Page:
Those who have managed or executed any event – a seminar, a user conference, or an industry trade show – will know it involves a thousand details, lots of moving parts, and other thankless tactics that, together, lead to success. But if you focus on and have a strategy or plan for the following eight elements, you’re most of the way towards a successful event.

1. Objectives
What do you want out of the event? How (not what) will you measure? Why are you doing it or participating in it? These may seem like fundamental questions, but all too often companies engage in industry events because they feel like they have to, or (worse) because competitors are doing it or “we did it last year.” But if you can’t enumerate reasons and objectives for why you’re doing it now, you might be best served to move onto something else that will provide more direct value to the business and your sales/revenue objectives.

2. Short-term and long-term success measures
Depending on your sales cycle, you likely won’t be able to justify and measure final ROI from an event right away. So it’s important to define short-term and long-term success measures for your event. Short-term, for example, you might measure leads captured, meetings secured with prospects or influencers, etc. Long-term, you’re looking at opportunities generated and closed. Here’s a summary of three specific measurement points post-event.

3. Content strategy
Content is key to any event. This includes not only the approach and position at your booth (including your primary message and offer), but also evaluating opportunities to create and communicate content before, throughout and after the show. For example, what blog posts or other content can you create and deliver before the show starts to engage attendees, recommend certain sessions, even publish a restaurant guide to get their attention? What speaking opportunities are there, or if you’re not on stage, how well are you summarizing, blogging about or tweeting highlights from the event to your followers, customers and prospects? Some of my most popular blog posts summarize key points from a great event. Do the same, and consider publishing it right as the event ends so you’re included in round-ups.

4. Offer strategy
I’m not talking about pricing or product purchase offers, at least not exclusively. Sure, have a show special to get customers to take action, especially if you’re offering a transactional sale that you can close on the show floor. But more important are the offers that differentiate you from other booths, that drive more attention and traffic to your booth in the first place, and that increase conversion to registration and/or follow-up from those attendees. This can be a white paper, an audit or assessment of a prospect’s opportunity, a seat at an upcoming online event, or other offers and formats relevant to your audience. Make sure your offers are about the prospect, not you, to increase response and conversion.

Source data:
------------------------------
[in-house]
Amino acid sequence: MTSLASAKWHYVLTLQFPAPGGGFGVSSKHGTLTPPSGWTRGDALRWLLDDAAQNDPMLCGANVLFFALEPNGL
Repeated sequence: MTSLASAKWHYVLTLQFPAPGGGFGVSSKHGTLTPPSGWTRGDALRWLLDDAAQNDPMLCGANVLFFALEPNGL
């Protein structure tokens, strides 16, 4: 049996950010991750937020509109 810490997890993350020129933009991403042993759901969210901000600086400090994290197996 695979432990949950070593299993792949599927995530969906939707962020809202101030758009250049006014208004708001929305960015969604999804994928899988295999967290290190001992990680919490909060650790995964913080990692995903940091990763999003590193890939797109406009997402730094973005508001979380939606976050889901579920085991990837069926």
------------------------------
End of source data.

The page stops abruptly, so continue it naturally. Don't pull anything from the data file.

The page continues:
tile ad trade show5. Social strategy
Play an active role in the event’s social channels, hashtags and participants. Remember that there will always be prospects following activities and highlights via social channels that aren’t at the event but wish they were. These are prospects, too, and can courted, registered and engaged just as well post-event. Consider engaging influencers who will have high-traffic social and blog feeds during the event, so they know you’re there, are retweeting some of your stuff, and potentially writing about you to their followers. These are just a few of many considerations to take advantage of social channels at any event (even if you aren’t there or aren’t formally exhibiting).

6. Booth assignments
Product training is great, but your booth staff needs to be tightly coordinated to take best advantage of the traffic walking by. The downside of having an event booth is that you’re largely at the whim of whomever happens to walk by. Some will be good prospects, others won’t. So it’s important that you actively engage as many people as possible to increase the # of qualified prospect you drive deeper into the booth. At a high level, this means assigning some staff to the “perimeter” of the booth to engage browsers with a well-written, customer-centric question. For those that show interest or are deemed as qualified, invite them to a staffer inside the booth to continue the conversation, or rotate an “insider” back to the perimeter to prospect.

7. Networking strategy
I’ve been to events where the majority of my success was hanging out in the lobby and engaging the right people as they walked by. Whether it’s “planned serendipity” like this, or at the ever-present networking events and parties in the evenings, have a strategy for how you’re going to divide and conquer among the various networking opportunities. Ensure your staff isn’t hanging out together at evening events, but at minimum spreading themselves across separate tables to increase how many new people you’re meeting and engaging. And for those who will be attending these networking events, agree on a strategy for collecting and following up on business cards and contacts captured there.

8. Follow-up plan
Do yourself a favor and plan and write your show follow-up materials before you leave. Because when you get back, you’ll be buried in work and emails and new fire drills. And the next thing you know it, it’ll be a week later and those leads you captured will start to feel stale. So if you create your post-show follow-up plan up front, plus write the emails and schedule the post-event offers, all you have to do is load the list and press “go”.

There’s more to a successful event than these eight elements, of course. But they get you a long ways towards success.

That said, what’s missing? What’s on your requirements list for success?